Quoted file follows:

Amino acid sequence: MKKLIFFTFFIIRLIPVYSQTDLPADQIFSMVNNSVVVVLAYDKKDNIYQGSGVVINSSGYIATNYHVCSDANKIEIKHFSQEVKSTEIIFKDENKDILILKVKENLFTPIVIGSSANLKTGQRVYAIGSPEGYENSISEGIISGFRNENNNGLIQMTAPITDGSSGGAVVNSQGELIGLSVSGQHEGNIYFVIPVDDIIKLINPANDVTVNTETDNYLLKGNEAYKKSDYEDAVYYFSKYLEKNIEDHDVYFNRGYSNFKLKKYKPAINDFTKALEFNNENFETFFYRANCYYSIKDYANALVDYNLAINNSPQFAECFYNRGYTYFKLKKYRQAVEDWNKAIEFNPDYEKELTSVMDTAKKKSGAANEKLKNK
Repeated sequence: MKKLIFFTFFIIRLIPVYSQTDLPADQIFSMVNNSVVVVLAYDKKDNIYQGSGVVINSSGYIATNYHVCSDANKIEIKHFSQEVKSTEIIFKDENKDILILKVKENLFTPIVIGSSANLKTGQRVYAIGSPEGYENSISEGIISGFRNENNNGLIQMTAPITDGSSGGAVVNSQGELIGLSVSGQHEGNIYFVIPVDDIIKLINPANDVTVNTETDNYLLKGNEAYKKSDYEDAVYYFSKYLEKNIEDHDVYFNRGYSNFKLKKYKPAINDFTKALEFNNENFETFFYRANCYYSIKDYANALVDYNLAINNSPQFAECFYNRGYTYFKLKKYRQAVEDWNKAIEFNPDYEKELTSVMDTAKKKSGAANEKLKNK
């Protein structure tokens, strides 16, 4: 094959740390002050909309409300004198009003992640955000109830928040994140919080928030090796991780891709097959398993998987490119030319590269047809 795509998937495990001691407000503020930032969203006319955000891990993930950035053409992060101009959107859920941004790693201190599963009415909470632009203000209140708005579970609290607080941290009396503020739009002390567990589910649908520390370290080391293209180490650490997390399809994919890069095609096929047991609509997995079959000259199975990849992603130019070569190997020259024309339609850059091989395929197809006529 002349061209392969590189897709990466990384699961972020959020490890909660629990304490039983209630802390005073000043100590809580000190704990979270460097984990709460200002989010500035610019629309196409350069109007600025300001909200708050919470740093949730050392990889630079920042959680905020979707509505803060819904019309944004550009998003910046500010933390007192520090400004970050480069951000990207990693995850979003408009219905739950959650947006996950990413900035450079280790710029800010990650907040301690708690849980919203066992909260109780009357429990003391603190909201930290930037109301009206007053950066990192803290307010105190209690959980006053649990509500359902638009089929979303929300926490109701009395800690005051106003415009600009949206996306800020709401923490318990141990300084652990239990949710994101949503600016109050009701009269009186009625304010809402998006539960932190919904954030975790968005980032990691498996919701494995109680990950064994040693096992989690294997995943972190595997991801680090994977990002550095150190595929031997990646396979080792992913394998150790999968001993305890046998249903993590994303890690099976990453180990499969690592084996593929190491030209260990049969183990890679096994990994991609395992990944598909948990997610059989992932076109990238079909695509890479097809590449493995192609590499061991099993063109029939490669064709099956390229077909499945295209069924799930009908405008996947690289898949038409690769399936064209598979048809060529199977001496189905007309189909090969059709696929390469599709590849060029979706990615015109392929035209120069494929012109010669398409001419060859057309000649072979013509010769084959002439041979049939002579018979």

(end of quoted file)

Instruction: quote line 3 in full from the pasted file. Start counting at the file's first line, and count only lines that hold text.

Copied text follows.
């Protein structure tokens, strides 16, 4: 094959740390002050909309409300004198009003992640955000109830928040994140919080928030090796991780891709097959398993998987490119030319590269047809 795509998937495990001691407000503020930032969203006319955000891990993930950035053409992060101009959107859920941004790693201190599963009415909470632009203000209140708005579970609290607080941290009396503020739009002390567990589910649908520390370290080391293209180490650490997390399809994919890069095609096929047991609509997995079959000259199975990849992603130019070569190997020259024309339609850059091989395929197809006529 002349061209392969590189897709990466990384699961972020959020490890909660629990304490039983209630802390005073000043100590809580000190704990979270460097984990709460200002989010500035610019629309196409350069109007600025300001909200708050919470740093949730050392990889630079920042959680905020979707509505803060819904019309944004550009998003910046500010933390007192520090400004970050480069951000990207990693995850979003408009219905739950959650947006996950990413900035450079280790710029800010990650907040301690708690849980919203066992909260109780009357429990003391603190909201930290930037109301009206007053950066990192803290307010105190209690959980006053649990509500359902638009089929979303929300926490109701009395800690005051106003415009600009949206996306800020709401923490318990141990300084652990239990949710994101949503600016109050009701009269009186009625304010809402998006539960932190919904954030975790968005980032990691498996919701494995109680990950064994040693096992989690294997995943972190595997991801680090994977990002550095150190595929031997990646396979080792992913394998150790999968001993305890046998249903993590994303890690099976990453180990499969690592084996593929190491030209260990049969183990890679096994990994991609395992990944598909948990997610059989992932076109990238079909695509890479097809590449493995192609590499061991099993063109029939490669064709099956390229077909499945295209069924799930009908405008996947690289898949038409690769399936064209598979048809060529199977001496189905007309189909090969059709696929390469599709590849060029979706990615015109392929035209120069494929012109010669398409001419060859057309000649072979013509010769084959002439041979049939002579018979």